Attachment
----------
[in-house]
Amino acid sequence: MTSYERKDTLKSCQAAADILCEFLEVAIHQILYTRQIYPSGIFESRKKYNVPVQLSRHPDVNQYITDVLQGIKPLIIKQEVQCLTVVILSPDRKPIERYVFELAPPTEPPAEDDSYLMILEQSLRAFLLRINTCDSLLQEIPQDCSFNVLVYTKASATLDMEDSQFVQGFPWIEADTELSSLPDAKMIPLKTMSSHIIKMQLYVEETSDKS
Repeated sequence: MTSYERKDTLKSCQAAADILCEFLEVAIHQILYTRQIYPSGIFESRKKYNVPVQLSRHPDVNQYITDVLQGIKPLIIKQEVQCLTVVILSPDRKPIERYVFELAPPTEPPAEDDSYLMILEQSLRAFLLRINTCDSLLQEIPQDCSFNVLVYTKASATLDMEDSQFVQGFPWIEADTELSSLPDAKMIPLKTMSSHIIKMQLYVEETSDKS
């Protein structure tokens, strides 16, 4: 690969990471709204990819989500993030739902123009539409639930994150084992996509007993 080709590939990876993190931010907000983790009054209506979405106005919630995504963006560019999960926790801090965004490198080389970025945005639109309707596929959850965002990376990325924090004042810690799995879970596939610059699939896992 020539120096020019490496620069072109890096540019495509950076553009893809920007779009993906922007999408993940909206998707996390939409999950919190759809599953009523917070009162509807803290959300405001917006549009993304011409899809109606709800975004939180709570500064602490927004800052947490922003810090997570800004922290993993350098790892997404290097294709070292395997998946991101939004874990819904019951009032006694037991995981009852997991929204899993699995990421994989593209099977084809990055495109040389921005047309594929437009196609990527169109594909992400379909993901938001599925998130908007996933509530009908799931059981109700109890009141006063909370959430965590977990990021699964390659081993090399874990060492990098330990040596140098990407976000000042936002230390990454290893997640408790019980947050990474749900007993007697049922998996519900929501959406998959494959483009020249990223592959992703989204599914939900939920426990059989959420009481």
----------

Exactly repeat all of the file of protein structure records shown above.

[in-house]
Amino acid sequence: MTSYERKDTLKSCQAAADILCEFLEVAIHQILYTRQIYPSGIFESRKKYNVPVQLSRHPDVNQYITDVLQGIKPLIIKQEVQCLTVVILSPDRKPIERYVFELAPPTEPPAEDDSYLMILEQSLRAFLLRINTCDSLLQEIPQDCSFNVLVYTKASATLDMEDSQFVQGFPWIEADTELSSLPDAKMIPLKTMSSHIIKMQLYVEETSDKS
Repeated sequence: MTSYERKDTLKSCQAAADILCEFLEVAIHQILYTRQIYPSGIFESRKKYNVPVQLSRHPDVNQYITDVLQGIKPLIIKQEVQCLTVVILSPDRKPIERYVFELAPPTEPPAEDDSYLMILEQSLRAFLLRINTCDSLLQEIPQDCSFNVLVYTKASATLDMEDSQFVQGFPWIEADTELSSLPDAKMIPLKTMSSHIIKMQLYVEETSDKS
């Protein structure tokens, strides 16, 4: 690969990471709204990819989500993030739902123009539409639930994150084992996509007993 080709590939990876993190931010907000983790009054209506979405106005919630995504963006560019999960926790801090965004490198080389970025945005639109309707596929959850965002990376990325924090004042810690799995879970596939610059699939896992 020539120096020019490496620069072109890096540019495509950076553009893809920007779009993906922007999408993940909206998707996390939409999950919190759809599953009523917070009162509807803290959300405001917006549009993304011409899809109606709800975004939180709570500064602490927004800052947490922003810090997570800004922290993993350098790892997404290097294709070292395997998946991101939004874990819904019951009032006694037991995981009852997991929204899993699995990421994989593209099977084809990055495109040389921005047309594929437009196609990527169109594909992400379909993901938001599925998130908007996933509530009908799931059981109700109890009141006063909370959430965590977990990021699964390659081993090399874990060492990098330990040596140098990407976000000042936002230390990454290893997640408790019980947050990474749900007993007697049922998996519900929501959406998959494959483009020249990223592959992703989204599914939900939920426990059989959420009481």